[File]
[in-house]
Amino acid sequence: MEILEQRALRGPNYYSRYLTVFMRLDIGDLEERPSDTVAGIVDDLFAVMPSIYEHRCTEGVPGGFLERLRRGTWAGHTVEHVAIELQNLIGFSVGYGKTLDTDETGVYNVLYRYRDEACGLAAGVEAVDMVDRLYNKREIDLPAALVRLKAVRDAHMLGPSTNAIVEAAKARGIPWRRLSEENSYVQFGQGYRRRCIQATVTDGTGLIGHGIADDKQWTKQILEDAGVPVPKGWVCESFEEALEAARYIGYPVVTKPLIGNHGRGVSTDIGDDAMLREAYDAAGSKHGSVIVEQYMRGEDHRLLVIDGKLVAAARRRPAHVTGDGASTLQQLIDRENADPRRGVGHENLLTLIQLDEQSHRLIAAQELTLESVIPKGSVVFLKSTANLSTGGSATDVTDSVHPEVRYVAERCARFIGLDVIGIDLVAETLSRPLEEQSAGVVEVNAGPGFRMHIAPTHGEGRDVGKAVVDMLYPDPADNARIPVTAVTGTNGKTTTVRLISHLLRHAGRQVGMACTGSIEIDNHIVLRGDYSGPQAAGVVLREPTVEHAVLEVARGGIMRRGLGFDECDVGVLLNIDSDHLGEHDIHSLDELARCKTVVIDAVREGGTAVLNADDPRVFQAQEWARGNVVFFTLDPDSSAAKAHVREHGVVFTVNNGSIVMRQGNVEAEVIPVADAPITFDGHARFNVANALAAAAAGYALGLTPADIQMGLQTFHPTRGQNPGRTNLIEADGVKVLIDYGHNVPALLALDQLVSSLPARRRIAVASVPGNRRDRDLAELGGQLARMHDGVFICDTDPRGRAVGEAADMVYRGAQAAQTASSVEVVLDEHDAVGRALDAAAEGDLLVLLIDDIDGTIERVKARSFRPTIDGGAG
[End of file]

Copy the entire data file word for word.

[in-house]
Amino acid sequence: MEILEQRALRGPNYYSRYLTVFMRLDIGDLEERPSDTVAGIVDDLFAVMPSIYEHRCTEGVPGGFLERLRRGTWAGHTVEHVAIELQNLIGFSVGYGKTLDTDETGVYNVLYRYRDEACGLAAGVEAVDMVDRLYNKREIDLPAALVRLKAVRDAHMLGPSTNAIVEAAKARGIPWRRLSEENSYVQFGQGYRRRCIQATVTDGTGLIGHGIADDKQWTKQILEDAGVPVPKGWVCESFEEALEAARYIGYPVVTKPLIGNHGRGVSTDIGDDAMLREAYDAAGSKHGSVIVEQYMRGEDHRLLVIDGKLVAAARRRPAHVTGDGASTLQQLIDRENADPRRGVGHENLLTLIQLDEQSHRLIAAQELTLESVIPKGSVVFLKSTANLSTGGSATDVTDSVHPEVRYVAERCARFIGLDVIGIDLVAETLSRPLEEQSAGVVEVNAGPGFRMHIAPTHGEGRDVGKAVVDMLYPDPADNARIPVTAVTGTNGKTTTVRLISHLLRHAGRQVGMACTGSIEIDNHIVLRGDYSGPQAAGVVLREPTVEHAVLEVARGGIMRRGLGFDECDVGVLLNIDSDHLGEHDIHSLDELARCKTVVIDAVREGGTAVLNADDPRVFQAQEWARGNVVFFTLDPDSSAAKAHVREHGVVFTVNNGSIVMRQGNVEAEVIPVADAPITFDGHARFNVANALAAAAAGYALGLTPADIQMGLQTFHPTRGQNPGRTNLIEADGVKVLIDYGHNVPALLALDQLVSSLPARRRIAVASVPGNRRDRDLAELGGQLARMHDGVFICDTDPRGRAVGEAADMVYRGAQAAQTASSVEVVLDEHDAVGRALDAAAEGDLLVLLIDDIDGTIERVKARSFRPTIDGGAG